Skip to main content

Samsung Exynos 2200 Delayed due to RDNA2 GPU Thermals, Leaker Alleges

Samsung Exynos 2200 with RDNA2 graphics
(Image credit: Samsung Exynos Twitter)

Samsung has rescheduled the unveiling of its highly anticipated Exynos 2200 mobile processor. This new SoC is particularly interesting as it debuts AMD RDNA2 GPU technology for mobiles. Moreover, it could have been a showcase for Samsung's 4nm process technology. However, the delay is causing some speculation in the  community. A well known and usually reliable smartphone leaker, Ice Universe asserts that Samsung pulled the Exynos 2200 launch due to out of control thermals. Samsung has sought to reassure industry watchers that there are no performance issues.

Let us wind-back the clock on this story to New Year, when we reported on Samsung's Twitter video tease about the unveiling of the Exynos 2200 series with AMD RDNA2 graphics scheduled for Jan 11. This would be the first fruit of the collaboration between AMD and Samsung, and the crossover would be interesting news for both PC and mobile enthusiasts. However, Samsung let the teased unveil date slip by without any mention of its new RDNA2 GPU infused Exynos.

It is easy to miss a no-show in such a busy period for tech, but well known smartphone leaker Ice Universe shared a juicy background story about the pulled unveiling / launch via his Weibo account.

(Image credit: Ice Universe, Weibo)

We need to take these assertions with a pinch of salt, especially given Samsung's official response. Ice Universe says that the AMD RNDA2 GPU part of the Exynos SoC has a target clock speed of 1.9 GHz. However, in practice, due to thermal issues, it could only run at 1.29 GHz, in an acceptable manner. Various clocks between 1.29 GHz and 1.9 GHz were tested, goes the tale, but the lesser speed was the first with acceptable thermals. The actual temperatures are not revealed, instead we learn that all for speeds greater than 1.29 GHz, they are "hot".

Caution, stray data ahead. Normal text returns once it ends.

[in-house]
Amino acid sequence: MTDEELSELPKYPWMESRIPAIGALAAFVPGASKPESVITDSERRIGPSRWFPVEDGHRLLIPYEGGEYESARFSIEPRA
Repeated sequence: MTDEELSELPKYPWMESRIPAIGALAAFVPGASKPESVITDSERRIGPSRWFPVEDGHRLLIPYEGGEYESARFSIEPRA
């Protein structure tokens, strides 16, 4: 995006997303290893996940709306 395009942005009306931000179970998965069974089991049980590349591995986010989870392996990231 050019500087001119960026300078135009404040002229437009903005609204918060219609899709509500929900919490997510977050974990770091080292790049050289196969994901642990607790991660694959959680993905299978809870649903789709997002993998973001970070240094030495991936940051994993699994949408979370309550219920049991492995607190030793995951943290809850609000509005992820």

Ice Universe has some further interesting info about what Samsung is trying now that it has hit that thermal throttling performance wall. According to Ice Universe's leak, Samsung is going to try and tweak things to get the GPU running acceptably at 1.49GHz "to restore some dignity". Success in this endeavor isn't guaranteed, of course.

The Business Korea news site has a quote from Samsung about the delay of the Exynos 2200 unveiling. "We are planning to unveil the new application processor at the time of launching a new Samsung smartphone," a Samsung Electronics official told Business Korea. "There are no problems with the AP's production and performance."

The consensus at this source is that Samsung will now launch the Exynos 2200 as part of a wider launch of the flagship Galaxy S22 series of devices. It is noted that last year's Galaxy S21 with Exynos 2100 suffered some overheating issues from the Arm Mali GPU section of the SoC. Samsung's official is quoted in Business Korea as saying specifically that "The new (AMD RDNA2) GPU is expected to resolve the problems of the Exynos 2100." Getting the Radeon GPU into its SoCs is seen as important by Samsung, to encourage the growth of mobile gaming.

Like the Samsung Galaxy S21 family, the Galaxy S22 will have a different SoC in different markets. Korea and Europe are expected to get the Exynos 2200 versions of these mobiles, with North America, China and India will seeing a Qualcomm Snapdragon 8-series SoC in their S22s. However, if the Ice Universe rumours are correct, and thermals are a real issue, Samsung could reserve the new Exynos 2200 for larger form factors like its Ultra phones and for tablets.

Samsung is expected to launch its new Galaxy S22 devices on February 8, so we don't have that long to wait for the latest Galaxy Unpacked (online) event. A new series of tablets, the Galaxy Tab S8 is expected to turn up at the show too, with three variants, topped by the super-sized Galaxy Tab S8 Ultra.

Mark Tyson
Freelance News Writer

Mark Tyson is a Freelance News Writer at Tom's Hardware US. He enjoys covering the full breadth of PC tech; from business and semiconductor design to products approaching the edge of reason.